Early Ankylosing Spondylitis

For most people, AS starts in the low back and SI joints, causing pain and stiffness. They will also experience other early signs of AS, including fatigue, fever, appetite loss, and enthesitis. 

Not everyone will have the same symptoms in this early stage. People assigned female at birth might experience different symptoms, such as pain and stiffness of the neck rather than the back. They might also experience more peripheral joint pain than people assigned male at birth.

Progressing Ankylosing Spondylitis

As ankylosing spondylitis progresses, other joints and body tissues (i.e., muscles and tendons) will be affected. AS might also affect the organs, including the eyes, heart, and lungs, and cause stomach lining inflammation.

Eye inflammation: AS can lead to inflammatory eye conditions like iritis (inflammation of the colored ring of the eye) and uveitis (inflammation of the middle layer of tissue in the eye wall). Both conditions can cause blurred vision, sensitivity to light, eye pain, and eye dryness.

Left untreated, ongoing eye inflammation might lead to vision problems, including vision loss. Healthcare providers typically treat eye inflammation in AS with corticosteroid drops.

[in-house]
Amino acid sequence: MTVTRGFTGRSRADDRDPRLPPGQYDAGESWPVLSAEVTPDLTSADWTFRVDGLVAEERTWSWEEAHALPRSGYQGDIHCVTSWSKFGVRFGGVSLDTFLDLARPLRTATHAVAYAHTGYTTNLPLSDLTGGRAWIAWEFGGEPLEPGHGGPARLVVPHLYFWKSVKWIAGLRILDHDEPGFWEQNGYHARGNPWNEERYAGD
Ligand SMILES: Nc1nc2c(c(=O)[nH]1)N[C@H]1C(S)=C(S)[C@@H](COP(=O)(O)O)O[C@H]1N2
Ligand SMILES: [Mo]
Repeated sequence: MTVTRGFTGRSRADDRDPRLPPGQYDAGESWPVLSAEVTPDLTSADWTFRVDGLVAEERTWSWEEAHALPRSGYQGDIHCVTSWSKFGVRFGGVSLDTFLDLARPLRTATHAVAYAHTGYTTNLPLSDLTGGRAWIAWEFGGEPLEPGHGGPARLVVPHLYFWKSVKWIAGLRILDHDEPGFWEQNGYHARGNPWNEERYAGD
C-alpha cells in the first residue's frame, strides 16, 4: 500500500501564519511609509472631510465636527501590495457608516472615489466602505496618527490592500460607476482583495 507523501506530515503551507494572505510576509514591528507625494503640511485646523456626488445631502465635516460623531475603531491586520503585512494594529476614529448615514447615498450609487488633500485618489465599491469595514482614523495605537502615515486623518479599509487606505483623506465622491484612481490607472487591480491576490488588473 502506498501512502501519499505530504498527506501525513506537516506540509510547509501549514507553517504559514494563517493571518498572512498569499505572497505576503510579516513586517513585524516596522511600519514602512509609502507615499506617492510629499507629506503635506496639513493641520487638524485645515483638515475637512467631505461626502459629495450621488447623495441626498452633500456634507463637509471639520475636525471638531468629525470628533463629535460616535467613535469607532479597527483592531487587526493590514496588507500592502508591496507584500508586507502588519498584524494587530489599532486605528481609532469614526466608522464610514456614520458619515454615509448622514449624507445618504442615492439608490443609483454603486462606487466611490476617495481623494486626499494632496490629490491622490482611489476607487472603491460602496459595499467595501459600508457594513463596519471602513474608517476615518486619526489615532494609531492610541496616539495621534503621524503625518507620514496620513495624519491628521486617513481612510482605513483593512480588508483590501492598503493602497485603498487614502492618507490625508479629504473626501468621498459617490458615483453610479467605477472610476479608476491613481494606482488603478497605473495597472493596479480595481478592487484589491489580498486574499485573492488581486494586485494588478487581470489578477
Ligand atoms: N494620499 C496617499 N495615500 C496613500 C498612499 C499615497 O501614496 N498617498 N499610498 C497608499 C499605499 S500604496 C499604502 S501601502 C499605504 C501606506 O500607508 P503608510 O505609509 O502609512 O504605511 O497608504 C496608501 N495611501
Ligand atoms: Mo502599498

Heart complications: A small number of people with AS will experience cardiovascular troubles associated with the condition. Heart conditions linked to AS include aortitis (inflammation of the aorta), aortic valve disease, conduction disturbances, cardiomyopathy (damage to the heart muscle), and ischemic heart disease (blockage of blood flow to the heart muscle).

Gastrointestinal troubles: AS can affect the stomach lining and lead to inflammatory bowel disease (IBD), including Crohn's disease and ulcerative colitis. Even without stomach inflammation, AS can cause gastrointestinal symptoms like bloating, constipation and diarrhea. 

Lung fibrosis: This is a rare complication that may be seen in the advanced stages of AS. There is a thickening of the pleura (the linings around the lungs) at the top of the lungs and thickening/scarring of the lung tissue beneath the pleura.

Advanced Ankylosing Spondylitis

In advanced AS, new bone formation called ankylosis causes the spine to fuse. Spinal fusion leads to spinal immobility and kyphosis (rounding of the upper back) and increases the risk of spinal fractures.

Fusing of vertebrae in the spine can prevent the rib cage from properly expanding, making it harder to take deep breaths. Kyphosis can lead to the appearance of the body being bent forward. The fusing also increases the risk of spinal fractures.

If there is scarring at the spinal nerves, you might experience neurological problems, including cauda equina syndrome (CES). CES is a rare symptom of AS, but because it is a medical emergency, it is still crucial to be aware of its symptoms. Symptoms include pain and weakness of the legs, urinary and bowel problems, and sexual dysfunction.